A deep dive with Ted Dan­son, who wants to en­sure that the oceans are in a good place.

The Washington Post - - STYLE -

Ted Dan­son mod­estly likes to pre­tend he’s just some ac­tor who uses his fame to call at­ten­tion to is­sues — namely, the plight of the globe’s oceans. But get the guy talk­ing about, say, fish­ery man­age­ment or habi­tat de­struc­tion, and it’s clear he knows his stuff — and, hello, he’s been work­ing on it for decades and is now the vice chair of the board of ad­vo­cacy or­ga­ni­za­tion Oceana.

The “Good Place” ac­tor was in Wash­ing­ton this week for a board meet­ing at the group’s airy Con­necti­cut Av­enue of­fices, but be­fore he got down to busi­ness, we sat down with him to talk about his evo­lu­tion as an ac­tivist, his #goals mar­riage to ac­tress Mary Steen­bur­gen, and his su­per-mor­bid yet strangely help­ful life phi­los­o­phy.

This in­ter­view has been edited for clar­ity and length. Q: You founded your first oceans cam­paign in 1987. Has your ap­proach changed in those decades? A: Typ­i­cal of peo­ple who be­come new con­verts to an is­sue, [at first] you think “oh, this is very sat­is­fy­ing to throw a brick!” and then you learn ac­tu­ally the is­sue is way more com­pli­cated and nu­anced than that, and then you learn to not throw bricks and you learn to work with the peo­ple who don’t agree with you to find some sort of com­pro­mise that makes a dif­fer­ence. Q: So many peo­ple are rem­i­nisc­ing about for­mer pres­i­dent Ge­orge H.W. Bush. Do you have a story? A: I do, but it’s an em­bar­rass­ing one to tell. In my brick-throw­ing phase, I was so stupid. I was in­vited to the White House, and I, in my right­eous brick-throw­ing stage, said no.

Be­cause I dis­agreed so much with what was go­ing on en­vi­ron­men­tally, or so I thought. It turns out, he was an en­vi­ron­men­tal­ist. I’ve grown since then. Q: Would you meet with Pres­i­dent Trump or his ad­min­is­tra­tion? A: Well, you can’t give up. But clearly now with this ad­min­is­tra­tion, it’s a de­fen­sive, rear-guard kind of ac­tion. You’re try­ing to pro­tect all these amaz­ing en­vi­ron­men­tal acts that have been put into place over the years — mostly by Re­pub­li­can ad­min­is­tra­tions — that are now be­ing at­tacked in the name of “all reg­u­la­tions are bad.”

Like the En­dan­gered Species Act — this is not warm-and-fuzzy tree-hug­ging. It’s about mak­ing sure that your nat­u­ral re­sources sur­vive so you can keep mak­ing money and cre­ate jobs. It’s so stupid. So short-term stupid. Q: You and your wife are close friends of the Clin­tons. What was [2016] elec­tion night and the af­ter­math like for you? A: It’s dif­fi­cult to put dis­tance and spin on my emo­tions. We were there that night, and it was a slow-mo­tion — from my per­spec­tive — car wreck. It was be­yond be­lief.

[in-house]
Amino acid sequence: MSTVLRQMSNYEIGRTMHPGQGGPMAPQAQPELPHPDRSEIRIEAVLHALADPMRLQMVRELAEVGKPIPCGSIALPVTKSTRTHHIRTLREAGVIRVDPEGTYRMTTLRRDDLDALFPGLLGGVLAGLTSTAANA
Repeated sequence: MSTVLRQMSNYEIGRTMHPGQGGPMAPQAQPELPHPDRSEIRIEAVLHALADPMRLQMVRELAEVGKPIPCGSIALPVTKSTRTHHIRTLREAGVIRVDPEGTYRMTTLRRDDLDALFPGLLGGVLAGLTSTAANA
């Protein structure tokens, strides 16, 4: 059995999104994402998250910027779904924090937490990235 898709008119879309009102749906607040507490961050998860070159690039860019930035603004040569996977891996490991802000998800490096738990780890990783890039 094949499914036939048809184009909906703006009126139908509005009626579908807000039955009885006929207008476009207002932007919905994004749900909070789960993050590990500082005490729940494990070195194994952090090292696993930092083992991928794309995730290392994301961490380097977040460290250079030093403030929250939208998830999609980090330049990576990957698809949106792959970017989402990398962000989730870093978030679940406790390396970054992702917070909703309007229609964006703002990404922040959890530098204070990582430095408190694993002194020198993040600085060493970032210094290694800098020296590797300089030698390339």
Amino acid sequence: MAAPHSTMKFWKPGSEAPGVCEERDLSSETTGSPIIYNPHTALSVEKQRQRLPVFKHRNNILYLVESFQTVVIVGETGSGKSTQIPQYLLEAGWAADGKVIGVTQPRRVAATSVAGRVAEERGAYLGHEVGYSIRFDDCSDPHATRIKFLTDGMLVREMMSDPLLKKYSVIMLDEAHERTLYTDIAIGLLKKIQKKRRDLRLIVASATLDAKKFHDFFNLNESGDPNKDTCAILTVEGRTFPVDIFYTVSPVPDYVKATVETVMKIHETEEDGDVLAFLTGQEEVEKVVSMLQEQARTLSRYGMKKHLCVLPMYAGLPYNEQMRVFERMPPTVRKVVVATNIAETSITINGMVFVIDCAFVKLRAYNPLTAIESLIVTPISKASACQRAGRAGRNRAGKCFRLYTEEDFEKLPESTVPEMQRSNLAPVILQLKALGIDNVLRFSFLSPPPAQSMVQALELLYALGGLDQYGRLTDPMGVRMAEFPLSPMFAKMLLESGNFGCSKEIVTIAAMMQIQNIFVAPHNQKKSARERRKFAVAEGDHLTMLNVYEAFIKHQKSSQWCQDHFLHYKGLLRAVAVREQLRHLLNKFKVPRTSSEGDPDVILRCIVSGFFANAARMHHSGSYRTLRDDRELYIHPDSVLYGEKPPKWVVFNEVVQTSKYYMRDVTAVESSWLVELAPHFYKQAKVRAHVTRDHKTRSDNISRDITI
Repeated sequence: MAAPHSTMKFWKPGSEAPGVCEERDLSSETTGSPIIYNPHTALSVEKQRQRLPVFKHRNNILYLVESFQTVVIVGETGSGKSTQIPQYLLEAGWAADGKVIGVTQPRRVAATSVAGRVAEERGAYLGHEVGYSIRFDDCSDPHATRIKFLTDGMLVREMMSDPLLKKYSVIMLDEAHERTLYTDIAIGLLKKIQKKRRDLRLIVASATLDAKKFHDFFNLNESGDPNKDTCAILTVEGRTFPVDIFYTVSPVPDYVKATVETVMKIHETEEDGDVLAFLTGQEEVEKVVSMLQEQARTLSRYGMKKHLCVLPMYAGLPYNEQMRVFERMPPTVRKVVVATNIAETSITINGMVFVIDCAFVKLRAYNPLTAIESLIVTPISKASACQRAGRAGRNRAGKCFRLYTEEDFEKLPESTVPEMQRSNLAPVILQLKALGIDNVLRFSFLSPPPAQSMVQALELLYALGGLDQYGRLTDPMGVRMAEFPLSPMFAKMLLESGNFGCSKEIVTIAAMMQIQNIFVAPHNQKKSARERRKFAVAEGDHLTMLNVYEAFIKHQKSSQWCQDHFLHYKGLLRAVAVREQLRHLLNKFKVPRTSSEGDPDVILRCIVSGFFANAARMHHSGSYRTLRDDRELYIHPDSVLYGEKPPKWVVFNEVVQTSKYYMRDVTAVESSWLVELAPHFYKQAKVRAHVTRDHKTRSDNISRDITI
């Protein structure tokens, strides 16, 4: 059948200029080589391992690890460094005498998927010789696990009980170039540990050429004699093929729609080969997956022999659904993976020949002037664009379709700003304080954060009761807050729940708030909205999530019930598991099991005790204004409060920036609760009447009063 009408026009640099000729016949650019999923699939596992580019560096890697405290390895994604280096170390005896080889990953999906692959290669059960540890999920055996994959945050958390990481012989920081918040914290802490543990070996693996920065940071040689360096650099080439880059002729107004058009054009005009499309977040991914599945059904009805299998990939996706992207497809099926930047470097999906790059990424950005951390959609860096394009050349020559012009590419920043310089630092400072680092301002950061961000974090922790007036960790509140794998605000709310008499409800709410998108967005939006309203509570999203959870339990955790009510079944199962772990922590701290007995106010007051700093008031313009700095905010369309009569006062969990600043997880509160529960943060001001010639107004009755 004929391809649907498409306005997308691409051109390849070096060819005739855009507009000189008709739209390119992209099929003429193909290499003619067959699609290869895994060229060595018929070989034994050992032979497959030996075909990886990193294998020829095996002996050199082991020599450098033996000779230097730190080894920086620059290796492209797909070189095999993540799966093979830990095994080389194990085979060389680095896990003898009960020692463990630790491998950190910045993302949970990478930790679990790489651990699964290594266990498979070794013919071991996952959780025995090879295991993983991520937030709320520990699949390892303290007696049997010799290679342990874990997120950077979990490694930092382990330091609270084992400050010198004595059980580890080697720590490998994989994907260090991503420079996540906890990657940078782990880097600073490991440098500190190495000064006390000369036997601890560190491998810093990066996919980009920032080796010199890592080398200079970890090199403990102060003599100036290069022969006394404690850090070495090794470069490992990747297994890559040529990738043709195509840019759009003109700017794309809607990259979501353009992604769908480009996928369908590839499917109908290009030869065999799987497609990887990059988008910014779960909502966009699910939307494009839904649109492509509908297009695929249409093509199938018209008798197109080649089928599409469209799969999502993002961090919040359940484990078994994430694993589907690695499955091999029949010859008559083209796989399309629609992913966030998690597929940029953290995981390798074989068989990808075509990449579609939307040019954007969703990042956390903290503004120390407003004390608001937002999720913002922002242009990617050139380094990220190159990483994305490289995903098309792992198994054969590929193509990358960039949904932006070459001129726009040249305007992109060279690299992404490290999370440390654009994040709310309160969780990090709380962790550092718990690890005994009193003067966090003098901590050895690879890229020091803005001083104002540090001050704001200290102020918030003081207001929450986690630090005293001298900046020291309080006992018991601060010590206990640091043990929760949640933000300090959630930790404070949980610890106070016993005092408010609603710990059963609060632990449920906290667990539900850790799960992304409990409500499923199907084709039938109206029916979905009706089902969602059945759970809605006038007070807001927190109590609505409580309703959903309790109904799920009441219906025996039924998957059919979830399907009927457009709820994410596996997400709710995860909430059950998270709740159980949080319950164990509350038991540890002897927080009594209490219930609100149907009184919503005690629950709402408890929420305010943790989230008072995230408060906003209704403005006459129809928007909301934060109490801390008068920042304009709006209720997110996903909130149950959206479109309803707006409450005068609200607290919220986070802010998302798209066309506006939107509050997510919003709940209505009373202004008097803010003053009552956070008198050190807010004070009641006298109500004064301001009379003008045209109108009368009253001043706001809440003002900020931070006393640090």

I will put spin on it: It is what it is, and here we are. That be­ing said, a lot of peo­ple woke up, and that’s good. A lot of peo­ple, a gen­er­a­tion where I thought, “hey, where are you guys?” are here now. Q: You’ve been mar­ried for 23 years, which your wife joked in a re­cent In­sta­gram post is like 714 years by Hol­ly­wood stan­dards. What’s your se­cret? A: It’s part divine, and it’s part that I’m mar­ried to Mary Steen­bur­gen. We laugh non­stop. There’s noth­ing that makes us hap­pier than to make each other laugh. But you’ve got to sprin­kle some of the divine in there, be­cause we both met each other when we thought we were in­ca­pable of be­ing in a re­la­tion­ship with­out mess­ing it up, and we mys­te­ri­ously, mag­i­cally found each other.

So do cli­mate-change de­niers go to the Bad Place? A: No, but their houses get swamped.

So here’s my philo­soph­i­cal say­ing that saves me, and Mary thinks this is the dumb­est thing I could say: “And then you die.”

It’s not like you’re go­ing to save the planet and then you get the im­mor­tal­ity card. This is a huge chal­lenge for all of us. So go for it — who cares? Just do the best you can. That’s what you’re here to do: Bump up to the big chal­lenges and see how you do. Q: And then you die. Wow. A: If there was a chance that if you suc­ceeded you might live for­ever, then it would be hor­ri­fy­ing, right? Too much pres­sure! But if you know you’re go­ing to die, then you just go for it.


Ted Dan­son, re­formed thrower of bricks; hus­band of Mary Steen­bur­gen; and friend of the oceans and the Clin­tons. Q:

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